House Prices in California and Las Vegas Hit Hard by Wave of Foreclosed Properties

In Japan, analysts keep an eye on exports as a way of gauging the health of the global economy. If Japan isn’t selling, other nations aren’t buying. And if ships stop loading goods ‘Made in Japan,’ global trade is in trouble.

In the month of May, Japan’s exports declined 40% year on year.

Yesterday came similar news from Europe. Industrial orders in the Eurozone dropped 35% in April, from the year before.

“Fed on hold as slump eases,” reports The Wall Street Journal. What exactly is meant by ‘slump eases’ is unclear. As near as we can tell, the slump is getting worse.

“New home sales plunged 32.8%.” Bloomberg reports that house prices in California and Las Vegas are being hit hard by a wave of foreclosed properties. Yes, dear reader, the anklebone is still connected to the leg bone.

Bloomberg also reports, “jobless claims are up.”

A fellow loses his job; he can’t pay his mortgage. The house goes onto the market and pushes down prices. Prices in California are off 30% year-to-year, with the median house at $267,000. In Las Vegas, the median house is only $135,000 with 75% of sold properties coming from foreclosures.

The housing market is slow. But it works like other markets. It reacts…then, it over-reacts. It shoots. Then, it over-shoots. One study we saw said that housing prices were now down to “reasonable” levels. But there’s no law that says they can’t go to unreasonable levels. They were very unreasonable two years ago; they’re likely to be very unreasonable in the other direction before this depression is over. Hold on; maybe you’ll be able to get the median house in California for $199,000.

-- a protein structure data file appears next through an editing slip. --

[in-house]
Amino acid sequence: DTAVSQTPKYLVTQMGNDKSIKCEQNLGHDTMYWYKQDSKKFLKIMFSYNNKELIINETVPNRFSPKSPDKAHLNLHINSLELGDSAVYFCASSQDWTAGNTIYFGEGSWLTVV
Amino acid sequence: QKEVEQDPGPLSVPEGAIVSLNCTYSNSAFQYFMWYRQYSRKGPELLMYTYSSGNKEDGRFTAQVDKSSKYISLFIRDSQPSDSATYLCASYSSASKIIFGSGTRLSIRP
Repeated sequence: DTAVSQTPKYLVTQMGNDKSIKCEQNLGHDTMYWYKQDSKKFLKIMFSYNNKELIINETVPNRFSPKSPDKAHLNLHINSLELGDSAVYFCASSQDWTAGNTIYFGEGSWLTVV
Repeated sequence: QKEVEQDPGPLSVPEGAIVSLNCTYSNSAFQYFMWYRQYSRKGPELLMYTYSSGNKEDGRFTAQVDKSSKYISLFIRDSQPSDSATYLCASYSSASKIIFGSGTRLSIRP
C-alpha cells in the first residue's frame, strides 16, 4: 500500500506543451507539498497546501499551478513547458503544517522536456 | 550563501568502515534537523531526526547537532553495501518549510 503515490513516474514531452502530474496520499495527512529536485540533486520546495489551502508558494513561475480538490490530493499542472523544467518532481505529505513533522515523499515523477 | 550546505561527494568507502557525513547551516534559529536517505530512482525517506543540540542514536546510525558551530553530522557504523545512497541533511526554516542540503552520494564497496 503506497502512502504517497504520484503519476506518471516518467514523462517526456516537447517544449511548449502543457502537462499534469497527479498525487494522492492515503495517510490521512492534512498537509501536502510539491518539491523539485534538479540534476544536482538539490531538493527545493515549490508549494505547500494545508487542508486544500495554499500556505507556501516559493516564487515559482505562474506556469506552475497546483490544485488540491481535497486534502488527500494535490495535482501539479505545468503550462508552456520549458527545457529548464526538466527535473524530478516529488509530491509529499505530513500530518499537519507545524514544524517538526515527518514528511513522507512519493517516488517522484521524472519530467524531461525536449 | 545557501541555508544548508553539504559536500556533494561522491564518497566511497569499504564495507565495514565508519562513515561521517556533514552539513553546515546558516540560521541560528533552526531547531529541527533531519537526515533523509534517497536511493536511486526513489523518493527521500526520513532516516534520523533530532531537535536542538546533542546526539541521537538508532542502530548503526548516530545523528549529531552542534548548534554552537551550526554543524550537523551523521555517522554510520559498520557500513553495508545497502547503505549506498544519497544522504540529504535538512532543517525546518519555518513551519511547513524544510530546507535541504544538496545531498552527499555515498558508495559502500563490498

The WSJ notices that the leg bone is connected to the knee bone too, “house price falls are cutting into economy,” it says.

Well, what did you expect? That’s what house price declines do. People feel poorer because they are poorer. And with no source of ready cash – they spend less. Then…the whole economy weakens…etc….etc.

We’ve been over that enough times already. You don’t want to hear it again.

And remember how we warned of a big increase in credit card defaults? When the slump began…and consumers could no longer “take out equity” from their houses…they turned to credit cards to fill the gaps in household budgets. Since then, there has been no increase in household earnings. To the contrary, household earnings have gone down. So the fellow with more credit card debt and less revenue is in a predictable jam. What does he do? He defaults.

“Credit card delinquencies at record,” says one headline.

“Credit card charge offs break record,” says another.

And these aren’t the only kind of defaults the United States will be bracing itself for. A second wave of mortgage loan defaults is headed this way. Batten down the hatches and otherwise prepare…once it hits these shores, it will likely do much more damage than the first wave.

Elsewhere in the news, we find GM closing plants and Ford cutting out half its suppliers.